Pathways Towards Universal Access to Resilient Connectivity in the Least Developed and Landlocked Countries

This virtual session is a space for participants and the development community to learn, share and explore the measures being taken by UN Agencies, governments and the digital industry to provide resilient connectivity - through access to broadband - and its importance in current global crises like COVID-19.



Economic Impact of Broadband in LDCs, LLDCs and SIDS (2019)


This empirical study examines the economic impact of fixed and mobile broadband in the least developed countries (LDCs), landlocked developing countries (LLDCs) and small island developing states (SIDS). These 91 most vulnerable countries have to date been largely neglected in studies of this kind, yet broadband technology offers potential for a step change in their economic and social development. A growing body of evidence indicates that broadband Internet, and information and communication technologies (ICT) in general, promote economic development.

Remarks at the Briefing to Permanent Missions of the LDCs, LLDCs and SIDS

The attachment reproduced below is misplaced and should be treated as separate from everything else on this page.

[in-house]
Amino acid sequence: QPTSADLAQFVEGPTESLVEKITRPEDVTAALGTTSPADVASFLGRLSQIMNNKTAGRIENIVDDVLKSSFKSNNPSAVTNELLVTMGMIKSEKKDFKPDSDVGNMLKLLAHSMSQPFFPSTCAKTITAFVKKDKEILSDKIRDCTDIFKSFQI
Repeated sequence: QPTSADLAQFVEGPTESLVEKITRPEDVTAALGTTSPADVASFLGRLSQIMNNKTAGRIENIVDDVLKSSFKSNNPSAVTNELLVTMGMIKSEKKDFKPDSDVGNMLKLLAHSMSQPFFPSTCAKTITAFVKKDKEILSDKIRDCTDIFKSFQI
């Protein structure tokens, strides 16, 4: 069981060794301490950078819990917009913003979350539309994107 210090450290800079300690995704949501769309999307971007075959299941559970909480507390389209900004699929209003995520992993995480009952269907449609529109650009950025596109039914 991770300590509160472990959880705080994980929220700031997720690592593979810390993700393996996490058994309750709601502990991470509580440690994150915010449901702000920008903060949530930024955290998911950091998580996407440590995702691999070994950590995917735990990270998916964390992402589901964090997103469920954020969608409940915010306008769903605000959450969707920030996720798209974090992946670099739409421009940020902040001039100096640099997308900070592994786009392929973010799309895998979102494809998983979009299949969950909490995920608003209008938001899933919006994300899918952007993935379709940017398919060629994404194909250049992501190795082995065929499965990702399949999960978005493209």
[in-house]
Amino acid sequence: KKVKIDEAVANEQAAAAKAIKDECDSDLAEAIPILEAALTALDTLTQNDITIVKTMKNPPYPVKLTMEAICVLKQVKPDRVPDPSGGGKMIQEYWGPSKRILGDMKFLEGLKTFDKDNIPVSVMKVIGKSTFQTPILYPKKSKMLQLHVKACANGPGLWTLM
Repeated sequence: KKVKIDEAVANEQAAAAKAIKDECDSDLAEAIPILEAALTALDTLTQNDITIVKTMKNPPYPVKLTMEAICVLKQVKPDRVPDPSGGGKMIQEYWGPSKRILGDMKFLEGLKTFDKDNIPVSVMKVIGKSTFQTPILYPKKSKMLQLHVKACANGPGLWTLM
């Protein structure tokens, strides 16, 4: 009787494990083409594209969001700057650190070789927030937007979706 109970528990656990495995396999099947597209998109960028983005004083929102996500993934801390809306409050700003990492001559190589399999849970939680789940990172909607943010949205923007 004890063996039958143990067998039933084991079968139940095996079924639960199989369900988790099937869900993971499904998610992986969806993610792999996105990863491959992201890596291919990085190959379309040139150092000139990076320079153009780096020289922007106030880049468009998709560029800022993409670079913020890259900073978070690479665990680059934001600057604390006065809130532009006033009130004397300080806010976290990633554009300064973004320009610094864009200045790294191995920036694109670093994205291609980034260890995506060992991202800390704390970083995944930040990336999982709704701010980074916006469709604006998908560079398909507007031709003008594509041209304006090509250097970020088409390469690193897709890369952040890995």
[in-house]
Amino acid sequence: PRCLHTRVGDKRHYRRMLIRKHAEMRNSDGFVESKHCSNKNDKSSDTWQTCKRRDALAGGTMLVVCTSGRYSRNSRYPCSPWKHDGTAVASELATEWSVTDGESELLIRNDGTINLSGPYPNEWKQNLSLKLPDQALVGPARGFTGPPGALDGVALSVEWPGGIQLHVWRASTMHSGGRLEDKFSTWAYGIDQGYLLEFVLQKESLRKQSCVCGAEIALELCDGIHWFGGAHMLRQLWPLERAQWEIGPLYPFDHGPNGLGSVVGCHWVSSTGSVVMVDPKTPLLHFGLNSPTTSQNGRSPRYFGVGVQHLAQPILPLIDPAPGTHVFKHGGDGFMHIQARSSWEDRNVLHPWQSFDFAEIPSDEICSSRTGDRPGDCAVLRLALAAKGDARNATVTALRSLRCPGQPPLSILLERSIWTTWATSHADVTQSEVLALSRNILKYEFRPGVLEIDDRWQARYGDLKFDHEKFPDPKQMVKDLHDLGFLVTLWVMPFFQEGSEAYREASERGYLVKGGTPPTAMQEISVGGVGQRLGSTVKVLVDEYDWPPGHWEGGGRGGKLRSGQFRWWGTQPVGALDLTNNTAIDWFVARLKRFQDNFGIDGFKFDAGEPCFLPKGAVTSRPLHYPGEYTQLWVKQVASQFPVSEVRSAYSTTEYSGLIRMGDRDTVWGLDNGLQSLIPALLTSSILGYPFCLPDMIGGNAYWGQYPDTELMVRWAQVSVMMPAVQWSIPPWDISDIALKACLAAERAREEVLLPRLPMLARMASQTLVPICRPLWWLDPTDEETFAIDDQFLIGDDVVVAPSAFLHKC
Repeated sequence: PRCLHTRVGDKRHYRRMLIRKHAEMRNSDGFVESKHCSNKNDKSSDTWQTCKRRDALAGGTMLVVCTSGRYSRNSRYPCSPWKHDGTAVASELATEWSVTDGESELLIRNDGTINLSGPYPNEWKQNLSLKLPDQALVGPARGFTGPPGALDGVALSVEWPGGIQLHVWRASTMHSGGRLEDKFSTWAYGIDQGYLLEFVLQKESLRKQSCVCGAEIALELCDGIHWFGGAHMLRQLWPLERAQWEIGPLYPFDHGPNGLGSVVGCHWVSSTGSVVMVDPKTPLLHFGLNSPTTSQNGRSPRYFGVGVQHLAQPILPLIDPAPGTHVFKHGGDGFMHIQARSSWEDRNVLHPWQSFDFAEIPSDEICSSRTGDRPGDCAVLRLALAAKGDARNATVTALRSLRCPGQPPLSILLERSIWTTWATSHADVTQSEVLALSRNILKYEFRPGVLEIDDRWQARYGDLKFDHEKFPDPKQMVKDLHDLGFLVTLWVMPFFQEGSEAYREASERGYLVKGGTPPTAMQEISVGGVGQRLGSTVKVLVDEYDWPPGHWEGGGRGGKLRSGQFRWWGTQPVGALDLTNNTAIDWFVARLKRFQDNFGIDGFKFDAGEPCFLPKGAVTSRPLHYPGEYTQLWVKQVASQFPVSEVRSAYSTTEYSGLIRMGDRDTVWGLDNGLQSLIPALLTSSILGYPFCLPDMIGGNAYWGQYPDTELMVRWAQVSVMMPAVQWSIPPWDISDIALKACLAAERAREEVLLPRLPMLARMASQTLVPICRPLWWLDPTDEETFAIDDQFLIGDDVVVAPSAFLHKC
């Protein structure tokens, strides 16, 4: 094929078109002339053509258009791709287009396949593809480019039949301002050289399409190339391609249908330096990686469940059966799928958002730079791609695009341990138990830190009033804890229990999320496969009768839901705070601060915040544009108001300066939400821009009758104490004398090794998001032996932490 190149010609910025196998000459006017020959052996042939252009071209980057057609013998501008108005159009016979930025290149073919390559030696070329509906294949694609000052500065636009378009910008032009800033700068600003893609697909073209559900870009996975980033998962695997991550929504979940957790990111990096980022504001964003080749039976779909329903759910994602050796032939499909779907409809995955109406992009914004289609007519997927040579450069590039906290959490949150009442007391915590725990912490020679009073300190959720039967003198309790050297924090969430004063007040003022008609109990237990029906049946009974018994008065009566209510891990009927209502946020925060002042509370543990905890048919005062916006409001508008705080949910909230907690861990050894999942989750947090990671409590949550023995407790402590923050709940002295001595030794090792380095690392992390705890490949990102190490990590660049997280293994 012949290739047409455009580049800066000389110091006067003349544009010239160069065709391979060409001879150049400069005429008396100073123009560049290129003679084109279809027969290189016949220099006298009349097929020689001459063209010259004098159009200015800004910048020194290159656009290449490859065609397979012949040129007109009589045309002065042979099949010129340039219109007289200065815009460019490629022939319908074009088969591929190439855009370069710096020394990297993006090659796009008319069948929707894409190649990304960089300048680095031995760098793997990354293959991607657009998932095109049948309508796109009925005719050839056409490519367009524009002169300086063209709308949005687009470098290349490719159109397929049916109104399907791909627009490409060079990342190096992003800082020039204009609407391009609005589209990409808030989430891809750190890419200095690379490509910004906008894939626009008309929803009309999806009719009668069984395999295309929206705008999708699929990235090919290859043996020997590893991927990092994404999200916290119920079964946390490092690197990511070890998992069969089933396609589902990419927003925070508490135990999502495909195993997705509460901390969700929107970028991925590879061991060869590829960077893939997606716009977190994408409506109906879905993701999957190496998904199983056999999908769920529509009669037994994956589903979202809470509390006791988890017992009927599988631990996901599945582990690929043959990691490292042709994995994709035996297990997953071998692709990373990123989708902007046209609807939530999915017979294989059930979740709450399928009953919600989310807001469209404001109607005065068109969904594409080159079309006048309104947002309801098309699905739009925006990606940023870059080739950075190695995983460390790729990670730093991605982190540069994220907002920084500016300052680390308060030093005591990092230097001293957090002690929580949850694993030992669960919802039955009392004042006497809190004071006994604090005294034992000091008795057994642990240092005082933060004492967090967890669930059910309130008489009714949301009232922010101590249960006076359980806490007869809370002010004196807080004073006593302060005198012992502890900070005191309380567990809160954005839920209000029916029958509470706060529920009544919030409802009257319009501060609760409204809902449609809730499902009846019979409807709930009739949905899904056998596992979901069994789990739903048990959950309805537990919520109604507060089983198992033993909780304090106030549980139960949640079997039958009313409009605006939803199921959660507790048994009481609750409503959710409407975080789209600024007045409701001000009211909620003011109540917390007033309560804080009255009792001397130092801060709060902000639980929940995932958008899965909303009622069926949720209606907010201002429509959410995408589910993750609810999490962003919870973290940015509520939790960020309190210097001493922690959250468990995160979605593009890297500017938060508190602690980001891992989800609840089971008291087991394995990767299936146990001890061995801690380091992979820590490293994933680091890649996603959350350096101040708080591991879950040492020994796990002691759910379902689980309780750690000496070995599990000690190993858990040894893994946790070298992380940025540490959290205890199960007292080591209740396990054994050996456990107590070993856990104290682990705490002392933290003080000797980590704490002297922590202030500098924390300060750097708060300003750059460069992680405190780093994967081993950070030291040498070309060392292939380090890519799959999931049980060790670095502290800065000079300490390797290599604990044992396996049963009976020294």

Remarks by Ms. Fekitamoeloa Katoa‘Utoikamanu, High Representative for the Least Developed Countries, Landlocked Developing Countries and Small Island Developing States

13 September 2019 
New York, USA

Ladies and gentlemen,
Dear Colleagues,

I would like to welcome you to this briefing for the Permanent Missions of the LDCs, LLDCs and SIDS.

Broadband for National Development in four LDCs: Cambodia, Rwanda; Senegal, Vanuatu (2018)


The report outlines challenges and successes encountered by four countries and is a summary of the four reports prepared by the Broadband Commission’s Working Group on Broadband for the most vulnerable countries. Lessons learnt are presented from four evidence-based country studies in Cambodia, Rwanda, Senegal and Vanuatu. This summary report also incorporates lessons learnt from related recent reports.


Leveraging Investments in Broadband for National Development: the case of Rwanda and Senegal (2017)


The case of Rwanda //

Broadband offers a way to diversify and add value to the economy and information and communication technology (ICT) is key crosscutting enabler for the country’s development strategy. The government is intent on increasing the service sector to reduce reliance on traditional agricultural production and exports. The country’s Vision 2020 calls for Rwanda becoming a middle-income knowledge economy with ICT considered one of the three crosscutting areas for achieving the vision.

The case of Senegal //